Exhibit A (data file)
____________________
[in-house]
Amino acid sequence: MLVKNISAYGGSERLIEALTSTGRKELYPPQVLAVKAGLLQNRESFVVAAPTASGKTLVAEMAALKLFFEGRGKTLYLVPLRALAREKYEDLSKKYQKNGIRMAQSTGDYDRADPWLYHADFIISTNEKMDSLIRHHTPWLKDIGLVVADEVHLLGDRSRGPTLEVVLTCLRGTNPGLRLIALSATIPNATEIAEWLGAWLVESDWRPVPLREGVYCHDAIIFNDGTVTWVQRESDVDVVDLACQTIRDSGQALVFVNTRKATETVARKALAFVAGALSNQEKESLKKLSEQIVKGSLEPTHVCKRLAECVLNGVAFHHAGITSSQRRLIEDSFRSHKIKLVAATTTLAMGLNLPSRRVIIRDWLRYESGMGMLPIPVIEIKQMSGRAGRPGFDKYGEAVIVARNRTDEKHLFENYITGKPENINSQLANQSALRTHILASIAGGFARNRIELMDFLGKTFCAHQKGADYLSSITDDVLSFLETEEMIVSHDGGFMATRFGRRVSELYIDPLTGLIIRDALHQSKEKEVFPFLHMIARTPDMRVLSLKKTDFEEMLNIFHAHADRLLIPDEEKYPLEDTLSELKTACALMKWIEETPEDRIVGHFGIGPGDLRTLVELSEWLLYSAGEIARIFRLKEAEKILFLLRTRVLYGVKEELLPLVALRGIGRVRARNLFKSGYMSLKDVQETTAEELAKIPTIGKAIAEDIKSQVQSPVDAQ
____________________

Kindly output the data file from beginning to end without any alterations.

[in-house]
Amino acid sequence: MLVKNISAYGGSERLIEALTSTGRKELYPPQVLAVKAGLLQNRESFVVAAPTASGKTLVAEMAALKLFFEGRGKTLYLVPLRALAREKYEDLSKKYQKNGIRMAQSTGDYDRADPWLYHADFIISTNEKMDSLIRHHTPWLKDIGLVVADEVHLLGDRSRGPTLEVVLTCLRGTNPGLRLIALSATIPNATEIAEWLGAWLVESDWRPVPLREGVYCHDAIIFNDGTVTWVQRESDVDVVDLACQTIRDSGQALVFVNTRKATETVARKALAFVAGALSNQEKESLKKLSEQIVKGSLEPTHVCKRLAECVLNGVAFHHAGITSSQRRLIEDSFRSHKIKLVAATTTLAMGLNLPSRRVIIRDWLRYESGMGMLPIPVIEIKQMSGRAGRPGFDKYGEAVIVARNRTDEKHLFENYITGKPENINSQLANQSALRTHILASIAGGFARNRIELMDFLGKTFCAHQKGADYLSSITDDVLSFLETEEMIVSHDGGFMATRFGRRVSELYIDPLTGLIIRDALHQSKEKEVFPFLHMIARTPDMRVLSLKKTDFEEMLNIFHAHADRLLIPDEEKYPLEDTLSELKTACALMKWIEETPEDRIVGHFGIGPGDLRTLVELSEWLLYSAGEIARIFRLKEAEKILFLLRTRVLYGVKEELLPLVALRGIGRVRARNLFKSGYMSLKDVQETTAEELAKIPTIGKAIAEDIKSQVQSPVDAQ